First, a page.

Seminario del 22 Aprile 2016
Is there a conceptual logic of information?
Philosophy is often concerned with structural ways of analysing systems and their dynamics. Before the advent of modern mathematical logic, such structural studies could simply be considered as part of logic. Today, this would be very misleading. But so would be the use of labels such as “informal logic” and “philosophical logic”, already appropriated by other branches of philosophy. So, for lack of a better expression, I shall refer to them as “conceptual logics”. Modernity has been dominated by two main conceptual logics, Kant’s and Hegel’s. Kant’s transcendental logic concerns the study of the conditions of possibility of a system under investigation. It is therefore consistent with causal and genetic forms of reasoning, with the identification of necessary and sufficient conditions, with past-oriented analyses of what must have been the case for something else to be the case, and with the natural sciences. Hegel’s dialectical logic concerns the study of dynamic equilibria. It is therefore more easily associated with polarised and procedural ways of reasoning, with the identification of contrasts and their resolutions, with present-oriented analyses of processes and mutual interactions, and with the social sciences. The two conceptual logics can be seen at work in philosophers such as Marx (Hegel) and Husserl (Kant). They are not incompatible and can easily be found interacting, e.g. in Foucault. Both investigate systems as something given, whether in the natural universe or in human history. And both move from the system to the model understood as a description of it, so to speak, looking for generalities and patterns. Neither is a conceptual logic of construction, which moves from the model, now understood as a prescription (blueprint), to its implementation as a realised system. Such a gap in our philosophical reasoning is pressing today because of the rising importance of computer science as a poietic science, which does not just describe its objects, but actually builds them, and empowers other sciences to build their own, through simulations, algorithms, and big-data-based research. In my presentation I shall address such a gap. I shall explore the possibility that the conceptual logic of construction that we need may be the conceptual logic of information, and that this may be consistent with design-oriented forms of reasoning, with the identification of requirements and constraints, with future-oriented analyses of what could work, and with the engineering sciences. Such a poietic logic would concern the study of design projects.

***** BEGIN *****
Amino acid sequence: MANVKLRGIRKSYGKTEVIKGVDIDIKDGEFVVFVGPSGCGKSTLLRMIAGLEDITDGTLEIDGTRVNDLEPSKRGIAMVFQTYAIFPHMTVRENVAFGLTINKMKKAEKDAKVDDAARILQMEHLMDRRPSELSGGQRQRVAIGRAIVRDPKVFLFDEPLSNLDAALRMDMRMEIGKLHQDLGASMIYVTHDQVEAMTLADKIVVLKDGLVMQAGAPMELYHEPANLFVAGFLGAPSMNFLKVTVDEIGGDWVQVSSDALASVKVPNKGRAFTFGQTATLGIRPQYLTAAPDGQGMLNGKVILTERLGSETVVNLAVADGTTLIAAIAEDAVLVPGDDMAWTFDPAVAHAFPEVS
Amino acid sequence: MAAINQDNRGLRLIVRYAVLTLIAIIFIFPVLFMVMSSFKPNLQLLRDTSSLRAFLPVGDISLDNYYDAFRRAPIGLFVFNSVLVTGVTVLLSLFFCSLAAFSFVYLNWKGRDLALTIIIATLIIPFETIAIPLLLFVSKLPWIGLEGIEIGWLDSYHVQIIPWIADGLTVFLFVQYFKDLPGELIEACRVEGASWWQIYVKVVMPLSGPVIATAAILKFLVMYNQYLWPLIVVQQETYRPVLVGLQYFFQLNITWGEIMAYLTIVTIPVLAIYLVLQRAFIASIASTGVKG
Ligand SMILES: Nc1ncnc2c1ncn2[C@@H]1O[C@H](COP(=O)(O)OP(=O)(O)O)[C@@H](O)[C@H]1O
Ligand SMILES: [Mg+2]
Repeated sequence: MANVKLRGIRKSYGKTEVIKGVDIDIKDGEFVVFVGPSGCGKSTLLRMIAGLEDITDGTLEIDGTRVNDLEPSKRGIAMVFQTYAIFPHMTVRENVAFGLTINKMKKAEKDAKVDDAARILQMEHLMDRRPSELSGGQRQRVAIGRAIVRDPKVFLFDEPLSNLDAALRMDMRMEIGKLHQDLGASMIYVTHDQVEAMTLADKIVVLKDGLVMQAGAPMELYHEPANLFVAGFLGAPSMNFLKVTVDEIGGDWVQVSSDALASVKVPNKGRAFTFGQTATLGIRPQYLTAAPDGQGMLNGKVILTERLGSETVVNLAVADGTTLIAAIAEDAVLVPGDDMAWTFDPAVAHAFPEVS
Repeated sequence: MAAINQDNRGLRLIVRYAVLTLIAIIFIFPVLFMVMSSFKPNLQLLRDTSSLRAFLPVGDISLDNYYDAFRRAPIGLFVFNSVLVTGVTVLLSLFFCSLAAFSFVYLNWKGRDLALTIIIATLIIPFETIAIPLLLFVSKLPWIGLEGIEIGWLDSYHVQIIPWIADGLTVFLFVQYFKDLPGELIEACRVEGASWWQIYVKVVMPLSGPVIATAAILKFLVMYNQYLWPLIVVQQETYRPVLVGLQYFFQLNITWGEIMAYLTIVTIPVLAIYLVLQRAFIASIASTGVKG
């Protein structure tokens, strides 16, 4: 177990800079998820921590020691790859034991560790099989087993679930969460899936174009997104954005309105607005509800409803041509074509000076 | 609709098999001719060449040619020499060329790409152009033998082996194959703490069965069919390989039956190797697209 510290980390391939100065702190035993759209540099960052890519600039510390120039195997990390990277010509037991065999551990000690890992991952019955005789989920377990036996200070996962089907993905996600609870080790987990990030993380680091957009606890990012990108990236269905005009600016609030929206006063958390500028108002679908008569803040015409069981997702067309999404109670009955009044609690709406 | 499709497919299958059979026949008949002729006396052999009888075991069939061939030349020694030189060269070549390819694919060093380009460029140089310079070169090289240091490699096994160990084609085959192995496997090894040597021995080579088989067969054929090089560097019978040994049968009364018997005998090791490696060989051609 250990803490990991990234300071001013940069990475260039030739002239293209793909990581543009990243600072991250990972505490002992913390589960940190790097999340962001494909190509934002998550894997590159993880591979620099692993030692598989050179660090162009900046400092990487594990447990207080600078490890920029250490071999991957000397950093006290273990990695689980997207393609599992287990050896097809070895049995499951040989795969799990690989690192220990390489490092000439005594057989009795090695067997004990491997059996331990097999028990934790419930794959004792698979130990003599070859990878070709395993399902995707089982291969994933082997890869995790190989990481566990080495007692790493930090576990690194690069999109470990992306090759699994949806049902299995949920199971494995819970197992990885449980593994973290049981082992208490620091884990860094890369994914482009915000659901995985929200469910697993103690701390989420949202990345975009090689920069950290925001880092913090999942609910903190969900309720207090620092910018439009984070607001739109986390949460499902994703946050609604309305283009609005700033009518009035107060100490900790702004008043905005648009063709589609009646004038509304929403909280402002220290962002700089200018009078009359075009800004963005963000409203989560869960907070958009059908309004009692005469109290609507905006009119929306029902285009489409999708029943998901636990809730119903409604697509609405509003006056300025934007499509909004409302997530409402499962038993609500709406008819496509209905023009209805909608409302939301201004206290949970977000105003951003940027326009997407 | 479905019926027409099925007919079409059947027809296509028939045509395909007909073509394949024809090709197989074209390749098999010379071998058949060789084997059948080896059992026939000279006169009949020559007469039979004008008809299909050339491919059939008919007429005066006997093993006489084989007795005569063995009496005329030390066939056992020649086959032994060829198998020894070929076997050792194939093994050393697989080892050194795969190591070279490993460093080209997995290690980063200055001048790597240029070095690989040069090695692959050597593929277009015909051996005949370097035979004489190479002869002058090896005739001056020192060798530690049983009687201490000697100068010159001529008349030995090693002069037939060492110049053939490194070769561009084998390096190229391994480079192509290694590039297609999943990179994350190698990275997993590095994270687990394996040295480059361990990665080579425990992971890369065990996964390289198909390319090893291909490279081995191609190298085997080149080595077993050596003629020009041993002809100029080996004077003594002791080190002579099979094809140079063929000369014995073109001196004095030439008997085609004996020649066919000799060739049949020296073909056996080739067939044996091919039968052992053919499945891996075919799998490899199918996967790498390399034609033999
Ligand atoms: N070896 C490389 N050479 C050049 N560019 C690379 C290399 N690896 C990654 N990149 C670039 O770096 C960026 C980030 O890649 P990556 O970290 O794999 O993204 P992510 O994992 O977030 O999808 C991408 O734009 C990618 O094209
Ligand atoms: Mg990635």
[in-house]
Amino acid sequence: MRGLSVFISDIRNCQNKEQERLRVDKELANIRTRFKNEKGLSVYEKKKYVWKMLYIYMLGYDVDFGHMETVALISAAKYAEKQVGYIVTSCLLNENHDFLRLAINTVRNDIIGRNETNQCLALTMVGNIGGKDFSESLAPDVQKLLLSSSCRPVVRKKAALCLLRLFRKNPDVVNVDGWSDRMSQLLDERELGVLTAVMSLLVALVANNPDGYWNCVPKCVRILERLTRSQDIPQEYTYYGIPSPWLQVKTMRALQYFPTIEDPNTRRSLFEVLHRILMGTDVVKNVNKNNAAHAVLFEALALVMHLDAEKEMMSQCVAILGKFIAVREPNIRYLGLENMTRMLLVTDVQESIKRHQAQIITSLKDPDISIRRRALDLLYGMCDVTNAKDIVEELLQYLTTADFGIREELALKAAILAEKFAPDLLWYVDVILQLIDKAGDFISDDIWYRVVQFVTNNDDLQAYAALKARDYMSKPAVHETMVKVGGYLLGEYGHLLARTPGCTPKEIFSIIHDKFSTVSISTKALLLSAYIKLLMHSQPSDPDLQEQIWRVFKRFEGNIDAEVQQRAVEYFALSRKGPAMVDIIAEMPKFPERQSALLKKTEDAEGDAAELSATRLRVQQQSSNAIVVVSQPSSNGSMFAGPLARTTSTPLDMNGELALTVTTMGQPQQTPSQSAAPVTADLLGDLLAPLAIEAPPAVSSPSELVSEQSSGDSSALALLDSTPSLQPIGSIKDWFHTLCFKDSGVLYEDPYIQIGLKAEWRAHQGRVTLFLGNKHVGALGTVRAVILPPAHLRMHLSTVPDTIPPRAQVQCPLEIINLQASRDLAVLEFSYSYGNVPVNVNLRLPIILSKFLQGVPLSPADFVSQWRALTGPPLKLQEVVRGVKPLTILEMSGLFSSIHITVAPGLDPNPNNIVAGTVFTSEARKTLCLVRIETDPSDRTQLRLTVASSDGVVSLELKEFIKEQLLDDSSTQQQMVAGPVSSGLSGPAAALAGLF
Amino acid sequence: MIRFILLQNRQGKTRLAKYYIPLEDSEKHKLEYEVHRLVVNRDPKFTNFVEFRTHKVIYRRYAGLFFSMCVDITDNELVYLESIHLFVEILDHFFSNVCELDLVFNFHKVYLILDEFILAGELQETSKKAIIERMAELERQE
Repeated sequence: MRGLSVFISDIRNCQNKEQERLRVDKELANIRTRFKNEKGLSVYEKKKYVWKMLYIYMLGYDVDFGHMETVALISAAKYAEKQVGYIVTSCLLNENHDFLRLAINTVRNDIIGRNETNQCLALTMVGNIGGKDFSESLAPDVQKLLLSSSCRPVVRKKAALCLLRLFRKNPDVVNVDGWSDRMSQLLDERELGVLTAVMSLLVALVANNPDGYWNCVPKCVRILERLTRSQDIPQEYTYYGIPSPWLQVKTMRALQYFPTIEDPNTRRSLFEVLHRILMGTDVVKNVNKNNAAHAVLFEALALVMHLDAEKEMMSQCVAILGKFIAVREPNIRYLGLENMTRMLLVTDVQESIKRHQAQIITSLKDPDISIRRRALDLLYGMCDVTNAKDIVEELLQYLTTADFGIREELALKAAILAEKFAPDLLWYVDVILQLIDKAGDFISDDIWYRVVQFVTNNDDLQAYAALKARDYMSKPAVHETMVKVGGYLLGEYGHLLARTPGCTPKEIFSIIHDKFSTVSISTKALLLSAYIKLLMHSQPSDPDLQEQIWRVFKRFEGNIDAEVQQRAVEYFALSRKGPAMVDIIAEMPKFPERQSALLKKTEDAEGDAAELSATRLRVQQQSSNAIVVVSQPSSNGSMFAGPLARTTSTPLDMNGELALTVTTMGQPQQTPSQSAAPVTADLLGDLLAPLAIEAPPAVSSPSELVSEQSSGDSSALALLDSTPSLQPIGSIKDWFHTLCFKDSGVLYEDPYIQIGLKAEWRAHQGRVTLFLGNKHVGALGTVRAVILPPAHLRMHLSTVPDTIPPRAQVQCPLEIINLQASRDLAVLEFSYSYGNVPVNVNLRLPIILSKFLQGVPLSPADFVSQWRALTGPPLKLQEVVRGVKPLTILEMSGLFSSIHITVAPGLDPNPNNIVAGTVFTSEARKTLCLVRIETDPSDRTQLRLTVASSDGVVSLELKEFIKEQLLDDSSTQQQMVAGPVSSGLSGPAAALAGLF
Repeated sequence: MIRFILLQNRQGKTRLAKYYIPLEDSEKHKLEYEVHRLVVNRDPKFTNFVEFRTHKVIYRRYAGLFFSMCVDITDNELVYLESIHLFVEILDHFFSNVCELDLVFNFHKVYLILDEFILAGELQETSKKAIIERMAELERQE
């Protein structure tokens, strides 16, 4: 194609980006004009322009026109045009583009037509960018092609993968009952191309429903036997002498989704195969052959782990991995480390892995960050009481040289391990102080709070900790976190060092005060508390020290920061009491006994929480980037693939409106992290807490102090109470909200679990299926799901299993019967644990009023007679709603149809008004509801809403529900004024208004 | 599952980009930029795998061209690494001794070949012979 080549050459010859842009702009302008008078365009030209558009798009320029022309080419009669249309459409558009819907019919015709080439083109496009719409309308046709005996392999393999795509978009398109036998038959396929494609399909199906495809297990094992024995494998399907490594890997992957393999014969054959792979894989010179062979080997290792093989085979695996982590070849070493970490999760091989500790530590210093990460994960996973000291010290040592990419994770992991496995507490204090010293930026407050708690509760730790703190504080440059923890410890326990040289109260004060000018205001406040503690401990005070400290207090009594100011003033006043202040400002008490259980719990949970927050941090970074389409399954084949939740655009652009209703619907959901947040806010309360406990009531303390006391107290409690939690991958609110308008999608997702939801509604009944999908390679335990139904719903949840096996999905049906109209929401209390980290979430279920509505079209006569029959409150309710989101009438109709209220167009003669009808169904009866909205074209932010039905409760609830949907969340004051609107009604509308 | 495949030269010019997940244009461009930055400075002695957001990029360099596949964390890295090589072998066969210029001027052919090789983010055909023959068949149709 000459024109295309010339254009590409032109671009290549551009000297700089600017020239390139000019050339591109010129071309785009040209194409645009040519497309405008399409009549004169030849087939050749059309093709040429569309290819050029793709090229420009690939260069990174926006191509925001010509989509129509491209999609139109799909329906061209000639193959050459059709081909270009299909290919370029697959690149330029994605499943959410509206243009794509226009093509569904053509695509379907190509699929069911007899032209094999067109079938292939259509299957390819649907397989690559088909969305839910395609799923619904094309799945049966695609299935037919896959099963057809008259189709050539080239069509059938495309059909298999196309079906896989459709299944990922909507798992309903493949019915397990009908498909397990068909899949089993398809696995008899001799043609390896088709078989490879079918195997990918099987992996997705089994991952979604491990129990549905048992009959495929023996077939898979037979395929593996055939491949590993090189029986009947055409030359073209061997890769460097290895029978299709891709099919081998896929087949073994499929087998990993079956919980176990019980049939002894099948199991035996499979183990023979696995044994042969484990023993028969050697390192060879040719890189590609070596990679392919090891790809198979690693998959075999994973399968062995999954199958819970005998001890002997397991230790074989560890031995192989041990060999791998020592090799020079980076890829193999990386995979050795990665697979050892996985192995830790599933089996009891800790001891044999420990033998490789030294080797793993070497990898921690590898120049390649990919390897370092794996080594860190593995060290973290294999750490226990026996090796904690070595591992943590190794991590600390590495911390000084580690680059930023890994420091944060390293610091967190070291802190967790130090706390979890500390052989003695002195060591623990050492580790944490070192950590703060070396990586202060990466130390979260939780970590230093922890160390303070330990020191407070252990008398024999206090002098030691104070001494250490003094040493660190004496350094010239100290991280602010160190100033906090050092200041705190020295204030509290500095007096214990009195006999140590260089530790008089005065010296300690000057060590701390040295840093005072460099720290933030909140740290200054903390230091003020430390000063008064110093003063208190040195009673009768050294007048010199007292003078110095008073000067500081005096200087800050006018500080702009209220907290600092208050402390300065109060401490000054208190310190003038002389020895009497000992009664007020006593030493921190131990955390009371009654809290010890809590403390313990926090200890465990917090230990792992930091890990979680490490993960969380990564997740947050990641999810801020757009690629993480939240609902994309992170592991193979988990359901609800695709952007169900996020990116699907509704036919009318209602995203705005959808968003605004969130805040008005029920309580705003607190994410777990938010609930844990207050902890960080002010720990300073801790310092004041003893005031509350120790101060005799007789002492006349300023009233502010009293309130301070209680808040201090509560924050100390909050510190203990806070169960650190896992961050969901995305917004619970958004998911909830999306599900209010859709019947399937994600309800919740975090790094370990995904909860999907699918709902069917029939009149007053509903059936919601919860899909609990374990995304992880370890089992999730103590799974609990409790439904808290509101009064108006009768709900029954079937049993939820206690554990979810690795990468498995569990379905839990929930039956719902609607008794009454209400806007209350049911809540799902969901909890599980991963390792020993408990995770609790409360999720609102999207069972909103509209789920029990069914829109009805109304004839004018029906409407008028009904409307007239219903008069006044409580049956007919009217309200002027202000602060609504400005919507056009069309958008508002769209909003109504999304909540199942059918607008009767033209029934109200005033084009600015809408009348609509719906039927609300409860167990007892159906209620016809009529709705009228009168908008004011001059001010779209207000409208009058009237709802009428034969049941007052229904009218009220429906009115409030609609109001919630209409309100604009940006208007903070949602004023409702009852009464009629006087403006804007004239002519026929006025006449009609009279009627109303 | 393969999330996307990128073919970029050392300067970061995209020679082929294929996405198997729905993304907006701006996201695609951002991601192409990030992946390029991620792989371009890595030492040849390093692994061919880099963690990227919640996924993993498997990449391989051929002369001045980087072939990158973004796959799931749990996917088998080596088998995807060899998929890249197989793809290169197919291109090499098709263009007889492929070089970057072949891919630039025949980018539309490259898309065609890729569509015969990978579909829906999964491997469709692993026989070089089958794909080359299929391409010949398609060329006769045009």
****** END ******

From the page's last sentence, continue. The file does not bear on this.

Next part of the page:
Prof. Luciano Floridi (Oxford Internet Institute, University of Oxford)
Docente di riferimento
Prof. A. Aldini
Vincoli di partecipazione
|Aula Magna Rettorato, via Saffi 2||22 Aprile 2016||15:30||0.125|